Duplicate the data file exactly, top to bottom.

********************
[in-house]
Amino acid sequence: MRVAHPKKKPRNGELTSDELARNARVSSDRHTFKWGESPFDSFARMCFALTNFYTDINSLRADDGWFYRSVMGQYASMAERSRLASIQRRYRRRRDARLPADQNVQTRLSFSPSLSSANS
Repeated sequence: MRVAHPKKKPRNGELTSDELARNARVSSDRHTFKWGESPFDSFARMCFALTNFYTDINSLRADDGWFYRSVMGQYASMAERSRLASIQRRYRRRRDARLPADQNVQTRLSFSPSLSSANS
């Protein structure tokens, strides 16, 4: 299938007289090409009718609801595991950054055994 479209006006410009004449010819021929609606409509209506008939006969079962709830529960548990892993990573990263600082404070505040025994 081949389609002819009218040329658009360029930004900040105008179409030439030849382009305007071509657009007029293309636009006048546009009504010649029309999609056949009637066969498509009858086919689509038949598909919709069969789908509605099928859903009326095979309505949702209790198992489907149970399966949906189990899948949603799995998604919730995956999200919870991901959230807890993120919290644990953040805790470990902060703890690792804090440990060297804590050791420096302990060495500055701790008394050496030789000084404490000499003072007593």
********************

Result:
[in-house]
Amino acid sequence: MRVAHPKKKPRNGELTSDELARNARVSSDRHTFKWGESPFDSFARMCFALTNFYTDINSLRADDGWFYRSVMGQYASMAERSRLASIQRRYRRRRDARLPADQNVQTRLSFSPSLSSANS
Repeated sequence: MRVAHPKKKPRNGELTSDELARNARVSSDRHTFKWGESPFDSFARMCFALTNFYTDINSLRADDGWFYRSVMGQYASMAERSRLASIQRRYRRRRDARLPADQNVQTRLSFSPSLSSANS
């Protein structure tokens, strides 16, 4: 299938007289090409009718609801595991950054055994 479209006006410009004449010819021929609606409509209506008939006969079962709830529960548990892993990573990263600082404070505040025994 081949389609002819009218040329658009360029930004900040105008179409030439030849382009305007071509657009007029293309636009006048546009009504010649029309999609056949009637066969498509009858086919689509038949598909919709069969789908509605099928859903009326095979309505949702209790198992489907149970399966949906189990899948949603799995998604919730995956999200919870991901959230807890993120919290644990953040805790470990902060703890690792804090440990060297804590050791420096302990060495500055701790008394050496030789000084404490000499003072007593």